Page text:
Evolution and the Genetics of Populations, Volume 4: Variability Within and Variability Within and Among Natural Populations
Sewall Wright is considered to be a founder of the field of population genetics. If you've been following my blog, you can probably guess that I don't think anything terribly significant happened, from a human evolutionary perspective, in the last thirty thousand years [probably more]. Wright was wrong about agriculture serving as a measure of peak genetic intelligence. Wright couldn't have known about the detailed timeline of megafauna extinctions that happened at the end of the Pleistocene which obviated the need for full scale domestication of animals and plants. Still, he could have looked into the culture of hunter gatherer societies, especially the Algonquian and Siouan speaking peoples of Massachusetts, Illinois and Wisconsin, where he had lived. He surely didn't bother to do this and instead, rambled off authoritatively about something he knew nothing about. I cringe when I read this. In fact, many Native American groups had managed to live in concert with their natural environment for thousands of years, and had not exterminated the animals on which they depended to the same degree as Eurasians. Surely this must be a measure of intelligence.
It's also clear from Wright's comments that he knew nothing about the broader picture of agriculture in Africa, and confined his comments to the African northeast 'corner'.
These kinds of dogmatic statements still permeate many academic genetic anthropology, linguistic and population genetics discussions.
My view: apart from a few alleles like lactase persistence, there is no evidence that agriculture made us happier, smarter, or healthier.]
"The initiation of agriculture and livestock breeding was a revolutionary advance from the hunting and gathering way of life, which could hardly occur until the genetic basis of intelligence had reached an advanced grade. It is fair to assume that the regions in which these appeared first were at the peaks in the genetic basis for intelligence. This implies a peak at southwest Asia at least 10,000 years ago, and presumably long before this, and peaks in China and Middle America where agriculture developed later but largely independently. The genetic and cultural advance in each of these regions was not, however, restricted to a single people. Neighboring people had presumably stepped each other up genetically and culturally by the analogous shifting balance processes and continued to do so thereafter. Livestock breeding, however, could be practiced to advantage in semi-dessert grasslands not suitable for agriculture, by nomadic peoples in whom different genetically based traits would be favored by selection from those favored among settled farmers and inhabitants of the cities. All peoples in Southwest Asia and the northeast corner of Africa presumably had high but somewhat diverse genetic capabilities and soon acquired relatively advanced but diverse cultures."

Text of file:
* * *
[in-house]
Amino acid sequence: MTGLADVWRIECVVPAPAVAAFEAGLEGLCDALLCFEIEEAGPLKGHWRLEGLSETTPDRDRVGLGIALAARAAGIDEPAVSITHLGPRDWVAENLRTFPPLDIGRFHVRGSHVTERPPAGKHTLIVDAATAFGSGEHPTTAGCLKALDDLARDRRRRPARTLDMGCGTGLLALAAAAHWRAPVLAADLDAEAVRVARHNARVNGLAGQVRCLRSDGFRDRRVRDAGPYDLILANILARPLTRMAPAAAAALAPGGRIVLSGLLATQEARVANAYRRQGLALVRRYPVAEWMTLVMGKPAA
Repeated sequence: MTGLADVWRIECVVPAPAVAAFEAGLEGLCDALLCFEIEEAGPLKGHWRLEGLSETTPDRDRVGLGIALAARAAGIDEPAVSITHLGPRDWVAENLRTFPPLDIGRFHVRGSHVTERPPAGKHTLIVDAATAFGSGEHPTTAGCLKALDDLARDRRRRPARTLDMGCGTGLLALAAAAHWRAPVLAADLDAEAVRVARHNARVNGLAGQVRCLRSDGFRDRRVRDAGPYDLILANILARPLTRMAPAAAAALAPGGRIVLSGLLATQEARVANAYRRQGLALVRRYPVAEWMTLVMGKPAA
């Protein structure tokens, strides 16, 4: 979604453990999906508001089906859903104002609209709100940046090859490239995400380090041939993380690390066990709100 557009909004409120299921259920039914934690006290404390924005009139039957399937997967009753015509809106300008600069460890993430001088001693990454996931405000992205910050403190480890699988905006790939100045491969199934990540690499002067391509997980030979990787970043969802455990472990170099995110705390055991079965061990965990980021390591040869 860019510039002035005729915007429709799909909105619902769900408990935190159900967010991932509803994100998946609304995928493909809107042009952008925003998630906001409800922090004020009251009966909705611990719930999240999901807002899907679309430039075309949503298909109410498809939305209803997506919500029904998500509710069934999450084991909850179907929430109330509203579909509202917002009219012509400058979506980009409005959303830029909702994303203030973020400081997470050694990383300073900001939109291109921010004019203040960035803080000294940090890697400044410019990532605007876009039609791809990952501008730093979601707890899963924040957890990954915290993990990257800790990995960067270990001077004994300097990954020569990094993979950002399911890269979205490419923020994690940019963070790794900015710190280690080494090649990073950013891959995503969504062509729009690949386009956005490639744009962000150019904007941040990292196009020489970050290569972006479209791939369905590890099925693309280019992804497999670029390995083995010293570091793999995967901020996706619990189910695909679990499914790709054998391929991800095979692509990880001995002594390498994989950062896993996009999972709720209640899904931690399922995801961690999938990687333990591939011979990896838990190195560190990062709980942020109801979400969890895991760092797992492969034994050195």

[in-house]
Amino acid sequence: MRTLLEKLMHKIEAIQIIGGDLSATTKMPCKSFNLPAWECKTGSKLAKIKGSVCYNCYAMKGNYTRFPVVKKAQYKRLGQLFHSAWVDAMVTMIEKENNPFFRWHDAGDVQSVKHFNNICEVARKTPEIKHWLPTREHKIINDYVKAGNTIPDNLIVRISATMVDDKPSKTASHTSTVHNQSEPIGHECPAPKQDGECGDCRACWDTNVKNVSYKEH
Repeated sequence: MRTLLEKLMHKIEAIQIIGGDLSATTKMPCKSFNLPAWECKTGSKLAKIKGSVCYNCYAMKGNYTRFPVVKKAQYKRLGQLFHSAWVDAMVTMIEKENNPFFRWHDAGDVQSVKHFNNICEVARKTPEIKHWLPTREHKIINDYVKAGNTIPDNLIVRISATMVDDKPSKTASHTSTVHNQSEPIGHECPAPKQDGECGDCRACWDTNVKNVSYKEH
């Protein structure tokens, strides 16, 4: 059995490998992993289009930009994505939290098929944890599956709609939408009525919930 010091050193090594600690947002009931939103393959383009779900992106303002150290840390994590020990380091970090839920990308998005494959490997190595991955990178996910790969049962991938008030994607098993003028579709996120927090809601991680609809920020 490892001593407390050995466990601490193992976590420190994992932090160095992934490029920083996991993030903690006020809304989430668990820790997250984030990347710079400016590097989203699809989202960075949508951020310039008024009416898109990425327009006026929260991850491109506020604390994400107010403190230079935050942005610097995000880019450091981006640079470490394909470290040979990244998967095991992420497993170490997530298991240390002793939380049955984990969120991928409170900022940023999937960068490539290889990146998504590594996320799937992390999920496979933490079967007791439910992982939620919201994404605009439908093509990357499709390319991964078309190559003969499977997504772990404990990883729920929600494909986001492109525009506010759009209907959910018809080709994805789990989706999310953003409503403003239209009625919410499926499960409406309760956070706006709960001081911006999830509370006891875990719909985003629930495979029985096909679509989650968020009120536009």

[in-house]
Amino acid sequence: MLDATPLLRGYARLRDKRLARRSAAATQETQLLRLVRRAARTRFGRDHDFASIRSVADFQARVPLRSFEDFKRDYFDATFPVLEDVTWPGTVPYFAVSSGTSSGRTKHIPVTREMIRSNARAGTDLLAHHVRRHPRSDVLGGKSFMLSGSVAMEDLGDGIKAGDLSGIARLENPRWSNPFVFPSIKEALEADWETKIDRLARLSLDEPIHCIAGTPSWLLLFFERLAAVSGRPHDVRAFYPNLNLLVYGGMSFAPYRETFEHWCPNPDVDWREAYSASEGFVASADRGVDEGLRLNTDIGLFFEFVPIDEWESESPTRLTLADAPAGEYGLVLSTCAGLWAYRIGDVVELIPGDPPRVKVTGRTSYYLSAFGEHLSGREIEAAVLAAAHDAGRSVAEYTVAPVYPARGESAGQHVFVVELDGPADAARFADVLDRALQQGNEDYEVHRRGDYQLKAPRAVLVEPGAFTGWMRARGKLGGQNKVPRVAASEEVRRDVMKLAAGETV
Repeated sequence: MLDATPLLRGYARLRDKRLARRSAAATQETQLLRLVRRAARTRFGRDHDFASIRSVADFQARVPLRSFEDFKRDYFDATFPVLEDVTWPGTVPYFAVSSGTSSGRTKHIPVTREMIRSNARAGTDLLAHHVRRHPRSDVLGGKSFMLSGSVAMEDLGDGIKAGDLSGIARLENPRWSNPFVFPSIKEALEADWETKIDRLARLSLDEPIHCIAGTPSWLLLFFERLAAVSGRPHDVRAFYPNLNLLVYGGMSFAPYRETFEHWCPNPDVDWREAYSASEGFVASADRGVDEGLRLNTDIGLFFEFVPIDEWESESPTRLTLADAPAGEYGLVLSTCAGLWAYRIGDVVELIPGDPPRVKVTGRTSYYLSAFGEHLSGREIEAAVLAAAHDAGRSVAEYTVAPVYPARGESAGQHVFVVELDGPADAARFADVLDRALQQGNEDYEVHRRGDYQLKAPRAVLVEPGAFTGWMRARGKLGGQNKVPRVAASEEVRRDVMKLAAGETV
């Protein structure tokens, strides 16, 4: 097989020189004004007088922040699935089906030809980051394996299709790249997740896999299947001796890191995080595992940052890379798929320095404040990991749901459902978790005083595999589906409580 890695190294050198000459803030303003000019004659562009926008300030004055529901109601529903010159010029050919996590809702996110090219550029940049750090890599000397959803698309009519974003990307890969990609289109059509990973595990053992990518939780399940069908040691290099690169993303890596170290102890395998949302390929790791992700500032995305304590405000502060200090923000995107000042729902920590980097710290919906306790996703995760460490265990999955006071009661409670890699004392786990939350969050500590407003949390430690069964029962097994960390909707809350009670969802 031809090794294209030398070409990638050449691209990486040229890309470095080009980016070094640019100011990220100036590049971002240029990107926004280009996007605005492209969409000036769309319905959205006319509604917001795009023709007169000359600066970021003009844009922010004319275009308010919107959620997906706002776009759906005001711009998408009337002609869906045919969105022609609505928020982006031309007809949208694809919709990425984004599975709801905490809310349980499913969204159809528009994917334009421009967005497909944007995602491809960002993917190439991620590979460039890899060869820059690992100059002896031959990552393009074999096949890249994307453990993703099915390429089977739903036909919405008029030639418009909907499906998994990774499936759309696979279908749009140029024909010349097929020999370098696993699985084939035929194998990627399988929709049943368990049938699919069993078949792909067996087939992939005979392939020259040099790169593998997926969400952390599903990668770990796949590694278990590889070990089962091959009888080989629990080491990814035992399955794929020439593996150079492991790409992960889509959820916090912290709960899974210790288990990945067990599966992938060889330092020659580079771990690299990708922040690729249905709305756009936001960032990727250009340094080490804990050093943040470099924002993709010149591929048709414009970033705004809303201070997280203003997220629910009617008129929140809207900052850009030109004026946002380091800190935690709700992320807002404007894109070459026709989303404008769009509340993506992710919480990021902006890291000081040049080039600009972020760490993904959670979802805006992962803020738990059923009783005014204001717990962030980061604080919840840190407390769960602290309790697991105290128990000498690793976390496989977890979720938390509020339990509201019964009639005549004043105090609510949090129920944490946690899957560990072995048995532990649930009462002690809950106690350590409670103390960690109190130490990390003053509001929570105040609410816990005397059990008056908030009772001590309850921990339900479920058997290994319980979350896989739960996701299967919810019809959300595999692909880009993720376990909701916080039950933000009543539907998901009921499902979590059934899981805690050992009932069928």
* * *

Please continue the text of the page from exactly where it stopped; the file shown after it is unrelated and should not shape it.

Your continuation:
[blog note: Here, Wright makes a bizarre switch from a general discussion about the transition to agriculture, to a discussion about Indo-European languages, clearly, by association, attempting to equate Indo-European languages with "peak genetic intelligence." ]
"Linguistic evidence indicates the establishment of an important center of diffusion in east-central Europe some 5,000 years ago from which wave after wave of peoples moved in all directions. The Hittites carried an Indo-European language of the western (centum) type into Asia Minor and established an empire 4,000 years ago. A thousand years later the Iranians, who had moved east into what is now Southern Russia and Turkestan, brought an Indo-European language of the eastern (satem) type into the original cultural center and later established the Persian Empire. They also carried another Aryan dialect to India. Other tribes moving south from the east central European center reached Greece in several waves which, after mixing with the indigenous people, produced classical Greek civilization."
[There you have it.]
[For an alternative view: The Oxford Handbook of Archaeology and Anthropology of Hunter-Gatherers, Part VII: Future Directions in Hunter-Gatherer Research, Vicki Cummings, Peter Jordan, and Marek Zvelebil, editors, Oxford University Press, 2014.]